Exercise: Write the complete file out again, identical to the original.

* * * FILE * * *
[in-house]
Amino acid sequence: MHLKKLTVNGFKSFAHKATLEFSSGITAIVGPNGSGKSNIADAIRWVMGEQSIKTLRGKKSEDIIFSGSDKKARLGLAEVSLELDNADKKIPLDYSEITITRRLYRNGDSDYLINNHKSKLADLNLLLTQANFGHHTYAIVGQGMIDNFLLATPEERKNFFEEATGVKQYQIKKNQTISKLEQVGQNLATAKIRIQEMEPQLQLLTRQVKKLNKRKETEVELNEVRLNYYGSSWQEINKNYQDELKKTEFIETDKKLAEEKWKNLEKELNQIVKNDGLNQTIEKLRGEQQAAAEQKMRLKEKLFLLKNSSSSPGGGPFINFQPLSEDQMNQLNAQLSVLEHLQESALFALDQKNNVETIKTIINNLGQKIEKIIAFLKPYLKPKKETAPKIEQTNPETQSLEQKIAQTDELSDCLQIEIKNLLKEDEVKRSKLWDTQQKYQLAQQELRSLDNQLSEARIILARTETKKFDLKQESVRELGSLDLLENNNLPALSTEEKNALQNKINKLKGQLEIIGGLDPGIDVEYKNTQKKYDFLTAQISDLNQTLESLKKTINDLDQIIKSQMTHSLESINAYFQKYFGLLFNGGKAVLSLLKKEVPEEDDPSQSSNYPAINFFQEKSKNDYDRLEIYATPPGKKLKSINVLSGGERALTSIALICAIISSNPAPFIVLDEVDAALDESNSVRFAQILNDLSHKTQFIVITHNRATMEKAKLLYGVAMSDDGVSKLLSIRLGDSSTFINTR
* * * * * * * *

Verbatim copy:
[in-house]
Amino acid sequence: MHLKKLTVNGFKSFAHKATLEFSSGITAIVGPNGSGKSNIADAIRWVMGEQSIKTLRGKKSEDIIFSGSDKKARLGLAEVSLELDNADKKIPLDYSEITITRRLYRNGDSDYLINNHKSKLADLNLLLTQANFGHHTYAIVGQGMIDNFLLATPEERKNFFEEATGVKQYQIKKNQTISKLEQVGQNLATAKIRIQEMEPQLQLLTRQVKKLNKRKETEVELNEVRLNYYGSSWQEINKNYQDELKKTEFIETDKKLAEEKWKNLEKELNQIVKNDGLNQTIEKLRGEQQAAAEQKMRLKEKLFLLKNSSSSPGGGPFINFQPLSEDQMNQLNAQLSVLEHLQESALFALDQKNNVETIKTIINNLGQKIEKIIAFLKPYLKPKKETAPKIEQTNPETQSLEQKIAQTDELSDCLQIEIKNLLKEDEVKRSKLWDTQQKYQLAQQELRSLDNQLSEARIILARTETKKFDLKQESVRELGSLDLLENNNLPALSTEEKNALQNKINKLKGQLEIIGGLDPGIDVEYKNTQKKYDFLTAQISDLNQTLESLKKTINDLDQIIKSQMTHSLESINAYFQKYFGLLFNGGKAVLSLLKKEVPEEDDPSQSSNYPAINFFQEKSKNDYDRLEIYATPPGKKLKSINVLSGGERALTSIALICAIISSNPAPFIVLDEVDAALDESNSVRFAQILNDLSHKTQFIVITHNRATMEKAKLLYGVAMSDDGVSKLLSIRLGDSSTFINTR